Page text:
Feb 25, 2014

[Books] Have Wormhole, Will Travel

I primarily signed up for NetGalley since the Angry Robot Army review program of Angry Robot Books decided to move to that particular platform. And while I continue to enjoy the review titles offered by Angry Robot Books, I've also started to explore the site's other publishers and their respective books for review.

I can't precisely remember how I encountered Have Workhole, Will Travel. I guess it was in one of those regular update emails that NetGalley sends out to subscribers or something like that. But hey, wormhole theory is one of my more preferred means of interstellar travel in terms of science fiction books, so it wasn't too hard an idea to jump on board this particular ship, so to speak.

The book was surprisingly well-written given it's pretty much an indie title. This is not to belittle the majority of indie works out there - as an aspiring writer myself, my own insecurities are naturally factor of sorts in terms of how I view this part of the publishing world. And while I haven't found too many of the great ones so far, this one is definitely more impressive than a lot of the others that I've encountered.

Synopsis: Have Wormhole, Will Travel is a science fiction novel written by Tony McFadden. It was made available on Smashwords last October.

The book follows around two aliens - Callum and Jacob - as they continue to observe humanity's technological developments. They're currently assigned in Sydney, Australia where they've been keeping tabs on the Physics department of Sydney University. Their mission is simple enough - once it is determined that humanity has developed technology that will allow them to travel to the alien's homeworld, they are to return, report their findings and await the destruction of Earth.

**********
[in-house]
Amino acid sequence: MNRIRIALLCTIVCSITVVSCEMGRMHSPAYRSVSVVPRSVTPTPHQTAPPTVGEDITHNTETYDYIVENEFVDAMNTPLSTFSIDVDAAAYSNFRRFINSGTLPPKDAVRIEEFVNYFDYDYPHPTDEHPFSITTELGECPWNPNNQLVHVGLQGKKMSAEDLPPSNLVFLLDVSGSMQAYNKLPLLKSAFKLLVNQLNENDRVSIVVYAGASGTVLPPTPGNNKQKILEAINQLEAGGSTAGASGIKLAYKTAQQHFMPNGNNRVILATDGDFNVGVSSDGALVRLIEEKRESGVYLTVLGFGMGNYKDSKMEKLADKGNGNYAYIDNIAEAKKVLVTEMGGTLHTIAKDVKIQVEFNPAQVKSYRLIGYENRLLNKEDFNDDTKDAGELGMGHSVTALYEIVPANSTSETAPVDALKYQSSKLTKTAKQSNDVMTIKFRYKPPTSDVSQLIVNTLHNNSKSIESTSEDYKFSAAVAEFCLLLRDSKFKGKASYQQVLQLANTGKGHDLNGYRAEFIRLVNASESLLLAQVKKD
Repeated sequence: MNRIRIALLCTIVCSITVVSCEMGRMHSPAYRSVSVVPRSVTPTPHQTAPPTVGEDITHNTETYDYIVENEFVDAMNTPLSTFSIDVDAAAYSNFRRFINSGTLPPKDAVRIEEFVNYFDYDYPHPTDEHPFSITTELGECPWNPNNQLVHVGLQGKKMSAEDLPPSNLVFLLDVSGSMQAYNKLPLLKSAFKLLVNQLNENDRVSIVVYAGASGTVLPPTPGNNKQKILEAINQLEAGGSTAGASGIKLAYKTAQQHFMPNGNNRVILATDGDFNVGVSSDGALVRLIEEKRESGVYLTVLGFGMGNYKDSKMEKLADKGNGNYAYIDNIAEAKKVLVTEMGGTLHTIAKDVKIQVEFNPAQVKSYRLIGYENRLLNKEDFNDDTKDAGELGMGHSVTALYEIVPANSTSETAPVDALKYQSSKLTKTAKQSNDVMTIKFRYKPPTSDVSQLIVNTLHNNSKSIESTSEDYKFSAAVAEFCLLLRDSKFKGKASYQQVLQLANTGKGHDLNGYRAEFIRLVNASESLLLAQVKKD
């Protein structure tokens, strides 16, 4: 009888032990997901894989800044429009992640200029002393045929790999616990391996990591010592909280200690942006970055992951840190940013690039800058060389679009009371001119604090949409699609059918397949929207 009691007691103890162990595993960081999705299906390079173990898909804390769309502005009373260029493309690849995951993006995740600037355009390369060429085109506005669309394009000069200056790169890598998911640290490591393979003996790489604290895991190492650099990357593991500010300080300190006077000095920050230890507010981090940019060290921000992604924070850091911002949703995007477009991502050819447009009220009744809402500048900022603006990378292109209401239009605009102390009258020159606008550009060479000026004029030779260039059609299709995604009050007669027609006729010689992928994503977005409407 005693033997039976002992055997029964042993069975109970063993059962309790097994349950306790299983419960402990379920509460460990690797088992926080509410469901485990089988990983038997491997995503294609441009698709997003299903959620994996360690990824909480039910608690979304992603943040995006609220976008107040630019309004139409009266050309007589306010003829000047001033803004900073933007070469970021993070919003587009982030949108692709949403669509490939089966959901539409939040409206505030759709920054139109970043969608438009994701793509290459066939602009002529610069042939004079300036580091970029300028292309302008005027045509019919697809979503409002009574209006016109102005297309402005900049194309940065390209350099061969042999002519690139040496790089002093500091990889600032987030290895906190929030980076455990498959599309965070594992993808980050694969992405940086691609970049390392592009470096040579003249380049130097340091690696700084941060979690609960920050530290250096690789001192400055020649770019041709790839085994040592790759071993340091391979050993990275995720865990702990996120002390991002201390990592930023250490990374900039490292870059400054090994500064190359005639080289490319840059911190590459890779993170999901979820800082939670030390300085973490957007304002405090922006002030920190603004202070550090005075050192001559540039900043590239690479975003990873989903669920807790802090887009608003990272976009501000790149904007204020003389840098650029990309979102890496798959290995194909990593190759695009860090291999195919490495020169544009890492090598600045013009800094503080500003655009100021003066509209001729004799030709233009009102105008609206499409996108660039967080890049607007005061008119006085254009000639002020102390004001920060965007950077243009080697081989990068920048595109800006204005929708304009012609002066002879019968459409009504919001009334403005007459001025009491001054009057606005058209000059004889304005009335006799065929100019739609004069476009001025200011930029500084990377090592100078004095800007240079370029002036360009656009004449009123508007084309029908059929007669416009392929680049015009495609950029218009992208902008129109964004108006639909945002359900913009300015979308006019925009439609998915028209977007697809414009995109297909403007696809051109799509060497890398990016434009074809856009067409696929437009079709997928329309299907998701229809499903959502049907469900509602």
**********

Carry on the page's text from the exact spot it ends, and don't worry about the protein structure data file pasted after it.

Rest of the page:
But Callum has become increasingly attached to Earth after living their for over 400 years. And it's becoming harder and harder for him to imagine returning to their home planet. And things are about to take a turn for the worse given a local scientist has actually been able to master m-theory and has managed small yet stable wormholes used to transport tiny objects across the room. At the same time, a local group of vampire enthusiasts are convinced that Callum and Jacob are clear examples of vampires living among them, and they're out to prove just how this is the case.

The core premise of the book is a pretty interesting one - the fact that an alien race might actually go as far as to contemplate genocide of other species in an effort to protect themselves. It's not quite full on xenophobia since they clearly could have terminated humanity and other races for some time now. But instead they've developed this complex observation process which allows them to feel some degree of solace that they only kill those races that post a real and imminent threat to them. It all just depends on how you define what constitutes a threat to you, I suppose.